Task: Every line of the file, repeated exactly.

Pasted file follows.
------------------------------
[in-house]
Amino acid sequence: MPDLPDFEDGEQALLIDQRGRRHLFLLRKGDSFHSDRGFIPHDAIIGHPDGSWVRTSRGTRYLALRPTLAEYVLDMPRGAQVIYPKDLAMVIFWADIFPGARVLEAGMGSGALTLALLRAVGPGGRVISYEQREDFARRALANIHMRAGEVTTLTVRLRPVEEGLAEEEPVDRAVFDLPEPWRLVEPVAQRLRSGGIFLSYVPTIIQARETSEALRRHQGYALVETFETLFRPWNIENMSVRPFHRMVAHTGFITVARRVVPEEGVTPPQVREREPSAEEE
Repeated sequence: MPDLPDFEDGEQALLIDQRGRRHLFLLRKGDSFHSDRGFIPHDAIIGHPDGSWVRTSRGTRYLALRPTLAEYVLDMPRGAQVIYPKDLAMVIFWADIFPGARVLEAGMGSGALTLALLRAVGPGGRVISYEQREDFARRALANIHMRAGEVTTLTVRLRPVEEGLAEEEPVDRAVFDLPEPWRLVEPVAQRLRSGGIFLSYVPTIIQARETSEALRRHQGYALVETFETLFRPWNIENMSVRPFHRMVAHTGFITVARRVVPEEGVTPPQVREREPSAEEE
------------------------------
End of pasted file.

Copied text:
[in-house]
Amino acid sequence: MPDLPDFEDGEQALLIDQRGRRHLFLLRKGDSFHSDRGFIPHDAIIGHPDGSWVRTSRGTRYLALRPTLAEYVLDMPRGAQVIYPKDLAMVIFWADIFPGARVLEAGMGSGALTLALLRAVGPGGRVISYEQREDFARRALANIHMRAGEVTTLTVRLRPVEEGLAEEEPVDRAVFDLPEPWRLVEPVAQRLRSGGIFLSYVPTIIQARETSEALRRHQGYALVETFETLFRPWNIENMSVRPFHRMVAHTGFITVARRVVPEEGVTPPQVREREPSAEEE
Repeated sequence: MPDLPDFEDGEQALLIDQRGRRHLFLLRKGDSFHSDRGFIPHDAIIGHPDGSWVRTSRGTRYLALRPTLAEYVLDMPRGAQVIYPKDLAMVIFWADIFPGARVLEAGMGSGALTLALLRAVGPGGRVISYEQREDFARRALANIHMRAGEVTTLTVRLRPVEEGLAEEEPVDRAVFDLPEPWRLVEPVAQRLRSGGIFLSYVPTIIQARETSEALRRHQGYALVETFETLFRPWNIENMSVRPFHRMVAHTGFITVARRVVPEEGVTPPQVREREPSAEEE